To say that something is "God’s will" when a situation is beyond all human remedy is understandable. Less defensible, I think, is to take that inactive position when something can be done, especially if it is the case of a parent deciding for a child. It seems that once these girls were born they were immediately thrust into a conflict: between a right to life and the rights of parents to live by the religion of their choosing.

Which gets us into very murky and inflammatory territory. At times, I wonder if morality is not more fundamental than religion, that morality needs to exist outside the prism of religion. Sometimes I find it hard to understand the practices of some religions: those that withhold medical care from their children, those that deny women basic human rights, those that mutilate female genitalia. There have to be some standards for what is right and wrong, and they must cut across all religions. These standards are basically reflected in our legal system, but sometimes they do not keep pace with technological and social changes.

This case brings to the forefront another question that continues to plague us—namely, where is the line between public and private interests? It is always easier to say from a distance that doctors should have the right to save one of the children, even if it is against the parents’ wishes. Notwithstanding, this kind of position does have precedence. The legal system not only condones but requires doctors to report parents of suspected child abuse victims to social service agencies. The state intervenes in the case of drug addicted mothers who put their fetuses or born children at risk.

We all have a natural aversion to any sort of outside body trying to tell us how to live. But while we need to protect the rights of individual families to choose their own paths, society also has an obligation to make sure every individual out there, child or not, has access to the basic protections and opportunities that a country offers.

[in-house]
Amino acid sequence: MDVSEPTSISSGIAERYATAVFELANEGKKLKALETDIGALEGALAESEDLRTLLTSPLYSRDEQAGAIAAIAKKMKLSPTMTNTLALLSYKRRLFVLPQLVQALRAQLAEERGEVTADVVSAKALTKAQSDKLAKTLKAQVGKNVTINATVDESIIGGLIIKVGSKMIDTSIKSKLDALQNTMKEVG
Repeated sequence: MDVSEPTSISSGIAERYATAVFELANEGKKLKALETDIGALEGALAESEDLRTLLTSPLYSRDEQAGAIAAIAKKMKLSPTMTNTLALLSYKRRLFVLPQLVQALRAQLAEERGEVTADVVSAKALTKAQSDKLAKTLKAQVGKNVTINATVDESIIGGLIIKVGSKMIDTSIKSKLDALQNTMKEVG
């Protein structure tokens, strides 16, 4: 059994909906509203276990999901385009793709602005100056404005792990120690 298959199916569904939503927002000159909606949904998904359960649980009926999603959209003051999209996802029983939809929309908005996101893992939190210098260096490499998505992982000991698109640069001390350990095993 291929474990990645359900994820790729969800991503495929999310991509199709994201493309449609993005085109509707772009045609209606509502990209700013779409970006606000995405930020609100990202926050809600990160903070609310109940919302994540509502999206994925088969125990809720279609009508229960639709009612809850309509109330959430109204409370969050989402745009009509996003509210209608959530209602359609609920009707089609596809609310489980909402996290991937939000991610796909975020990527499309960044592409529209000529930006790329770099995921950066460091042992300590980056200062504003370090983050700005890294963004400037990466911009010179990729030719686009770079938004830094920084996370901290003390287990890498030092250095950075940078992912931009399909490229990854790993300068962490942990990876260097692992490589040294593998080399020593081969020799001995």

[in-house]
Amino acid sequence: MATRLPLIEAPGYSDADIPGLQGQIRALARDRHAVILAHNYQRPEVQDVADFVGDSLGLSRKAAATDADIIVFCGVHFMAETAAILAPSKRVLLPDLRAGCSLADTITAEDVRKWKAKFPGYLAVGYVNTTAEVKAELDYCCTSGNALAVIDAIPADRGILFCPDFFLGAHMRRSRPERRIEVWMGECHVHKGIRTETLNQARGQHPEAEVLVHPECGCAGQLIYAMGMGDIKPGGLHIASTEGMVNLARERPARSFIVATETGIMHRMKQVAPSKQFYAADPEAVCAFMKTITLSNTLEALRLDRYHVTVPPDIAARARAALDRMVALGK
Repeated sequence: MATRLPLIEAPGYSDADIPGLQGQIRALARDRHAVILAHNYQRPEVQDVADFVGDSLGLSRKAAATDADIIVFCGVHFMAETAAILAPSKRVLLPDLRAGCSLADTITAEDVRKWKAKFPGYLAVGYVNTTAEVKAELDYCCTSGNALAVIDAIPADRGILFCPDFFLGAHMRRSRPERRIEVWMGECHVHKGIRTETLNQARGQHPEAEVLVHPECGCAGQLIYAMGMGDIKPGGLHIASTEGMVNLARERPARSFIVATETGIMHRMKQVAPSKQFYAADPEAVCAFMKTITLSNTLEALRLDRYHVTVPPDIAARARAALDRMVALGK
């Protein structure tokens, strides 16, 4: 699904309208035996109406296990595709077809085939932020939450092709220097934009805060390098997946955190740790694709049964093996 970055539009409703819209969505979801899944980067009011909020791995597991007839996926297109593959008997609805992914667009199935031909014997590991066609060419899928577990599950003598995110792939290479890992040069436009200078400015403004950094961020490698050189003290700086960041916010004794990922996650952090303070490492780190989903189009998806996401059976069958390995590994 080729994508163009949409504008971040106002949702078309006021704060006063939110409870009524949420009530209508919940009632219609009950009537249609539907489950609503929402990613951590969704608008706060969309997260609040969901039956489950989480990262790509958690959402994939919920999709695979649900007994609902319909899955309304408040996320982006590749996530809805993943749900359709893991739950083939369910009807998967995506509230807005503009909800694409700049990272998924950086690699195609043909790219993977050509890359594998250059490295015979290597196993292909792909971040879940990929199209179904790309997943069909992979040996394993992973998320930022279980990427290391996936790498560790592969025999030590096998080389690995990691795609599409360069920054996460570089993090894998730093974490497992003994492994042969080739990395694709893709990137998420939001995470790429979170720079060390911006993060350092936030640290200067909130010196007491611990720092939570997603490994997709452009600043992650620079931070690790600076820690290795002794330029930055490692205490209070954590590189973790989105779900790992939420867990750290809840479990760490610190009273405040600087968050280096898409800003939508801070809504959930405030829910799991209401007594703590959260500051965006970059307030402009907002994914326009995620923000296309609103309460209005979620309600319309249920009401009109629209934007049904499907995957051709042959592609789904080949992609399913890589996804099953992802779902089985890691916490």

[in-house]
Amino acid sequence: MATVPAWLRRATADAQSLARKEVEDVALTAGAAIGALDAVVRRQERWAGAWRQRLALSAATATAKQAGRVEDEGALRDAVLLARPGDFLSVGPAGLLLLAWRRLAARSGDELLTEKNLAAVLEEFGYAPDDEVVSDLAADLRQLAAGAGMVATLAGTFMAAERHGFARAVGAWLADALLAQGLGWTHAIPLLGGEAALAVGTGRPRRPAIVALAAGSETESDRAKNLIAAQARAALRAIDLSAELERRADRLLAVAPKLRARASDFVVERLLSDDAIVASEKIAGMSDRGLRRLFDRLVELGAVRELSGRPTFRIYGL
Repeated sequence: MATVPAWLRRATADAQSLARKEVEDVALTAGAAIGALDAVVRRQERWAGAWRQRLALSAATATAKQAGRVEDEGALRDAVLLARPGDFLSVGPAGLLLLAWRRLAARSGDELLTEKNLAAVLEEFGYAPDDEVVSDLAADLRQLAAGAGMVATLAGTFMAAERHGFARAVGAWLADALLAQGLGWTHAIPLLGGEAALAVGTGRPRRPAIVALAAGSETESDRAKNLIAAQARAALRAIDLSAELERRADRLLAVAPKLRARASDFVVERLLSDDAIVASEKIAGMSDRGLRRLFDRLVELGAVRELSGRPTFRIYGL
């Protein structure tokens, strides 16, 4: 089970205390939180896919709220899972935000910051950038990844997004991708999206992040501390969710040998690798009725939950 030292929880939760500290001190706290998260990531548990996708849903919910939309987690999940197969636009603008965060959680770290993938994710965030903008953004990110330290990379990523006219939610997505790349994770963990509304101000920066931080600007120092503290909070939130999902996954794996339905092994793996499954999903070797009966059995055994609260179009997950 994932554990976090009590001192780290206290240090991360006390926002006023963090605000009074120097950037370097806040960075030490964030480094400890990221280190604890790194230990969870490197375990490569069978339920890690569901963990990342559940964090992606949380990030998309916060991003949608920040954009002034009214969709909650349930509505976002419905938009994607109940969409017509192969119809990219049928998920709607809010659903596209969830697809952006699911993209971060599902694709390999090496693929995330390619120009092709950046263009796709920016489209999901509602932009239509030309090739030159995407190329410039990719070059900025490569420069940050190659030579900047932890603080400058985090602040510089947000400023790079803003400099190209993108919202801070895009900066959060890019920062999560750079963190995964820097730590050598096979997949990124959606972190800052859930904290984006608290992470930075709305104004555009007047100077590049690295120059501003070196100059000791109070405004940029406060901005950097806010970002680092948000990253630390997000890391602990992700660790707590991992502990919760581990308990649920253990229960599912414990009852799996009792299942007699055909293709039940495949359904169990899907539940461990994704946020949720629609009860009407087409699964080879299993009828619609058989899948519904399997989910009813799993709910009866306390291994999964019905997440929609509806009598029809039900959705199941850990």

All of these types of decisions take place on a slippery slope. The easy decisions—the ones that fit into a tidy little box—have already been made. What we face in the future are questions that are more complex and with further reaching implications.

To say, however, that a given decision puts us on a slippery slope and therefore shouldn’t be made is a non-argument. We are already there on the slope and there we’ll remain. Furthermore, each ethical dilemma is unique. We can not possibly extrapolate to other cases when it comes to questions of ethics.

While the case of Jodie and Mary is an awful one, it could be even worse. That Mary is certain to die in both scenarios, to an extent, makes the decision easier. Saving Jodie’s life is weighed against Mary’s certain death. What if without the surgery Mary’s death were not certain? What if there were a 10 percent chance she would survive? Or 20 percent? At what point does the possibility of her survival tip the balance the other way?

There are an infinite number of ways our ethical and moral natures can and will be challenged in the future. To see Mary and Jodie as freaks of nature and irrelevant to the average citizen’s moral universe is to underestimate the complexity of the world we are entering into.